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Digital Subscriptions > Women’s Running > Winter 2018 > SQUEEZE AND LIFT!

SQUEEZE AND LIFT!

MANY WOMEN SUFFER FROM STRESS URINARY INCONTINENCE (SUI), BUT FEW DISCUSS IT. LISA JACKSON SHOWS YOU HOW, THROUGH THE RIGHT TREATMENT AND WITH REGULAR DAILY PRACTISE, YOU CAN STRENGTHEN YOUR PELVIC FLOOR AND BECOME A STRONGER, MORE CONFIDENT RUNNER

When my aunt and I used to train for marathons in central London our route wasn’t based on the sights we were likely to see, but on the availability of places to pee. Having never experienced stress urinary incontinence (SUI) myself, I didn’t realise back then just how common it is. An estimated 30 per cent of women worldwide have SUI and many feel so embarrassed about the condition that they avoid exercising altogether, despite the fact that about 45 per cent of elite athletes, including runners and triathletes, accidentally leak urine during sporting activities.

“Two thirds of the women suffering from SUI are undiagnosed”, says Steve Foley, consultant urologist at the Royal Berkshire NHS Trust, Reading.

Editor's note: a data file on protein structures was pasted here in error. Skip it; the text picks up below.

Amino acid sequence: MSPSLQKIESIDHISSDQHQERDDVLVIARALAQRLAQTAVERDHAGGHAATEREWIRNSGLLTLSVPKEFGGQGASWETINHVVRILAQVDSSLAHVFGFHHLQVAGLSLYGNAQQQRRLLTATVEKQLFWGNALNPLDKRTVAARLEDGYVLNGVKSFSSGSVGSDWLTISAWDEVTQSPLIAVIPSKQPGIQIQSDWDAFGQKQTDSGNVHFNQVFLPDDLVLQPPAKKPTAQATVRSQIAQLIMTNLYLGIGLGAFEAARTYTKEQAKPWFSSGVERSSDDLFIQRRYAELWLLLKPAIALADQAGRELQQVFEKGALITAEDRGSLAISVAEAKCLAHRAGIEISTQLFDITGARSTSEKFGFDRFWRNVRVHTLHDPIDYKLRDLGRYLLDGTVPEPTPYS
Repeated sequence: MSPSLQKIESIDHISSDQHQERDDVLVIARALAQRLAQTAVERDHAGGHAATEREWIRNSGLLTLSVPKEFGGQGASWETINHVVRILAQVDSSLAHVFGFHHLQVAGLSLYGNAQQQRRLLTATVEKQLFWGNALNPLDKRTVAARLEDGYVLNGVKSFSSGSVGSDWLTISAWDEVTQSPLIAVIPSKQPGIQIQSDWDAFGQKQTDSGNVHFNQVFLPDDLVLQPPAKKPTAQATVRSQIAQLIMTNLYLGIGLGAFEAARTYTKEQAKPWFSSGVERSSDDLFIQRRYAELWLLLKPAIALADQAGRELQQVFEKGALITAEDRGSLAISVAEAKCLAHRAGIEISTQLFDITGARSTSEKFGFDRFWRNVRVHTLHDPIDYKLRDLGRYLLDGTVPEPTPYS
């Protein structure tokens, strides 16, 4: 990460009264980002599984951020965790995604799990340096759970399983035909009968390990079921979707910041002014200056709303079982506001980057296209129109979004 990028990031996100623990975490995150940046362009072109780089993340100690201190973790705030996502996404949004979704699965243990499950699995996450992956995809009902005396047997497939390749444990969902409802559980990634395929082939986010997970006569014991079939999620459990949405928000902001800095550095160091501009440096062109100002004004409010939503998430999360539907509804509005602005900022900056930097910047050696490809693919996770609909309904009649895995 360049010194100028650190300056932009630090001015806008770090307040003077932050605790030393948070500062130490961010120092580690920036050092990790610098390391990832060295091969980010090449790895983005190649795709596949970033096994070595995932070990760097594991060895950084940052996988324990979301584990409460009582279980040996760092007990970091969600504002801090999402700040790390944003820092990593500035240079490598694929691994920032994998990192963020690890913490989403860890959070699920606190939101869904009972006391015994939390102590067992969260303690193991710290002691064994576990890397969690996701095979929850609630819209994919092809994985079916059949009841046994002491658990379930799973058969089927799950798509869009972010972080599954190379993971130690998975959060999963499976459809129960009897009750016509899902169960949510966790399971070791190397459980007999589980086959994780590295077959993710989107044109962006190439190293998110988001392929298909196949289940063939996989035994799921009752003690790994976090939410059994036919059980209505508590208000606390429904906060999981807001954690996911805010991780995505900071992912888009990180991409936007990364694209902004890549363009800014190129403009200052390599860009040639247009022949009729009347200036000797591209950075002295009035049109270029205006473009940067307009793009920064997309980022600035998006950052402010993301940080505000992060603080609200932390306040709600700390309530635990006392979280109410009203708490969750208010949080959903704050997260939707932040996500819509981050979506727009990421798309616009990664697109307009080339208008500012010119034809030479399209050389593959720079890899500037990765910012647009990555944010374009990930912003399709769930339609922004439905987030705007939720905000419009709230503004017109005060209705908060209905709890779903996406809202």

“This is a real shame as the condition can have a significant impact on daily life, relationships and emotional wellbeing.” SUI is caused by having a weak pelvic floor, which prevents your urethra from closing fully when sudden pressure is put on your bladder. This can allow urine to leak out when you cough, laugh, exercise, walk or run. While women are more likely to be affected by SUI than men, men can still experience SUI if they are having prostate problems.

“The most common causes of stress incontinence among women are pregnancy and childbirth, because both stretch and weaken their bladder’s sphincter muscles and their pelvic-floor muscles”, says Foley.

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The Winter issue of Women's Running is now available to download!